Maybe a good place to start is to examine the most colorful frogs if you think that this will capture your child’s imagination. Or start with the frog that is just outside of your back door if you are so lucky.




Ask your child what he sees about the frog (live, toy, or photo) and describe it to you. If he gets stuck, consider the following options.


LEGS AND FEET: Examine its legs and feet. How many are there? Find the language to describe them. The hind legs are long and with obvious muscles (How long relative to the body length? About twice as long?). What about their front legs? (Obviously shorter).


What do their feet look like? Frogs feet are webbed, but the amount of webbing between their toes depends on where the frog lives. If they live primarily in water, do you think would they have more or less webbing (More)? Land-dwelling frogs have less webbing (Why? Because they don’t need the webbing for swimming). Some tree-dwelling frogs have more webbing that acts as a kind of parachute if they were to fall from the tree. They can spread their toes and glide to earth. Those tree-dwelling frogs also have pads on their feet that help them climb.




Frogs also burrow or dig with their feet. See any claws? (You should not).


Frogs can jump great distances, thus all those muscles in their legs. This is probably a good skill to have if you are escaping a predator.


EYES: Where are their eyes? Why are the eyes so large and so prominent? They are positioned on the top of the head and can see almost in all directions or a full circle, allowing frogs to avoid being eaten by their predators and to more easily capture their own meals, such as insects. Eyes on the top of the head also allow frogs to float in the water with only their eyes looking out like tiny periscopes, but their bodies remain submerged and protected.




A frog’s eyes can do something remarkable. They can sink down in its head to assist in swallowing, and helping food along toward the stomach.


Frogs also have something we don’t have or three eyelids. One of those is transparent and specially designed to protect the eye underwater. If you have a live frog, what happens when it blinks?


MOUTH: What does a frog’s mouth look like? Help your child finds the language to describe a frog’s mouth. Big and wide should allow it to do what? (Eat bigger bugs and make bigger noises.)




NOSE: Is there a nose? Are there nostrils (yes but tiny). Or how does a frog breathe? A frog has lungs and can breathe through its nose. BUT, it can also breathe or absorb oxygen through its skin!


TAIL: Is there a tail? (Not on the adult frog)

EARS: Are there ears? Frogs have a very good sense of hearing and can hear both on land and underwater. To find their ears, or rather an eardrum, look behind their eyes.

CHIN: A photo may have to do here unless you can observe a frog for a long time and it is willing to make a noise. Those chins can billow out forming a significant balloon-like feature under the chin, or sometimes one on each side.




EGGS: So far these instructions assume your child has been observing an adult frog. The frog’s life cycle begins as an egg; an egg is floating in a pond or still water with its siblings in a gelatinous mass of a couple hundred and even thousands of eggs (called a frogspawn). A toad’s eggs are linked together, but more like a long strand as opposed to a mass. Why so many? Predators like to eat frogs’ eggs. Some frog species’ eggs are free floating, so as usual, there are exceptions.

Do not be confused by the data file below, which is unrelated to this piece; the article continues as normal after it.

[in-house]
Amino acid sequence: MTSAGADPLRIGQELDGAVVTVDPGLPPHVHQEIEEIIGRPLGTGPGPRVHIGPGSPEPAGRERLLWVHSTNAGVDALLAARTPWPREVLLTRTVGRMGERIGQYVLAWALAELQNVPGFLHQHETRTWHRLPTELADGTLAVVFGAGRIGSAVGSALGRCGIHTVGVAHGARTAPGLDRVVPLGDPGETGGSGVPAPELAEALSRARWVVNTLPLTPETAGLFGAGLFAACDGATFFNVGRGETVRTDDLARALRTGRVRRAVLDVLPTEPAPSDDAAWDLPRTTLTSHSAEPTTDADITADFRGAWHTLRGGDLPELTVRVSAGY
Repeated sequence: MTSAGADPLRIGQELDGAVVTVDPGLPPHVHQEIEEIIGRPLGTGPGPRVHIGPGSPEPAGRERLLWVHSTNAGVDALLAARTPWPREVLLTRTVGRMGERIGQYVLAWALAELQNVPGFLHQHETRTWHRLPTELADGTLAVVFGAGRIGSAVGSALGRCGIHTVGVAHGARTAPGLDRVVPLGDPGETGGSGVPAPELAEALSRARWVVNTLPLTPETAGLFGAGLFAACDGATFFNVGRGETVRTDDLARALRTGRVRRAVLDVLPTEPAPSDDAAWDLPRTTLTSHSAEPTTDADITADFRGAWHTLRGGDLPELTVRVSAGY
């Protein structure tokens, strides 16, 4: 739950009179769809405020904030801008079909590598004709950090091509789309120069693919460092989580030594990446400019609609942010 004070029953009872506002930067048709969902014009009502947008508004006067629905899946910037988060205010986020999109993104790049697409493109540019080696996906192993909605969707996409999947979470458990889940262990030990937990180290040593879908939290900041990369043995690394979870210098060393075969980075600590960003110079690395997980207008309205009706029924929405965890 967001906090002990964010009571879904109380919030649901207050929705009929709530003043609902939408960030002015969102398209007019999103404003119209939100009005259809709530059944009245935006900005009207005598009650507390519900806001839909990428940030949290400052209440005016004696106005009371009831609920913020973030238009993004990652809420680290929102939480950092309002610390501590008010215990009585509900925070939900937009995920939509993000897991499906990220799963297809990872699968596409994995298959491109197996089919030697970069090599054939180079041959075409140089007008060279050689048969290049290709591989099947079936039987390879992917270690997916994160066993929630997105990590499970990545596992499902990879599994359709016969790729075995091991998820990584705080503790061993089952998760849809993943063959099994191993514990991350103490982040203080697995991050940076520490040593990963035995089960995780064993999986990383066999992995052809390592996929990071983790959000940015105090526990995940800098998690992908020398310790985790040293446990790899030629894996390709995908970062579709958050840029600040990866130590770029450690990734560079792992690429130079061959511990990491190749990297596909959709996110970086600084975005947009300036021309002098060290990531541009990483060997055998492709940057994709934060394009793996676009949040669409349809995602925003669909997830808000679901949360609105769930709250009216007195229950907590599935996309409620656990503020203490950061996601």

The egg is surrounded by a gelatinous material, which serves what purpose? (Protects and feeds it and also allows for exchange of oxygen). A frog’s egg is not distinct from a hen’s egg with the same basic parts. However, frog’s eggs lack an outer protective covering or “shells”.




The egg hatches and a tadpole or polliwog swims out. The tadpole has a relatively large round head attached to a tail that propels it through the water. As it lives in water, it is breathing with gills. This ability to get oxygen out of the water by using its gills during this stage of its life cycle is similar to fishes and their gills.

As the tadpole grows, it also begins to sprout hind legs, and later front legs appear while the tail gradually disappears. While limbs are appearing, the head is changing size, and the eyes are moving upwards. Finally, the internal gills give way to lungs, and the baby frog or toad needs to breathe air directly. These complete changes can take 9 to 12 weeks.

This is metamorphosis!!!




Here is a video of this transformation. It may be a little sophisticated. Your child may prefer animation, but give it a try. You can’t describe what metamorphosis is. Here a picture is worth a thousand words.



As noted above, toads are in the same order as frogs (Anura), but some characteristics make them distinct. The first and most notable is their leathery and bumpy skin. Why the bumps, or why are they there? Remember that toads do not have to live close to the water when they are adults, but we all need water to survive. So, how might they have adapted? They carry their own purses of water or water-like liquid stored in those bumps on their skin. They can refill these sacs with water, by immersing themselves in a puddle after a rainstorm. The bumps may also serve as camouflage.




There are some more differences between toads and frogs in the next section.


Compare and Contrast

If you have a collection of a series of photos or illustrations, or small toy frogs of different kinds, you can now invite your child to look for similarities or differences.  A quick photo montage may help:


Frogs come in an amazing array of colors and patterns. Talk about how the frogs look similar or different.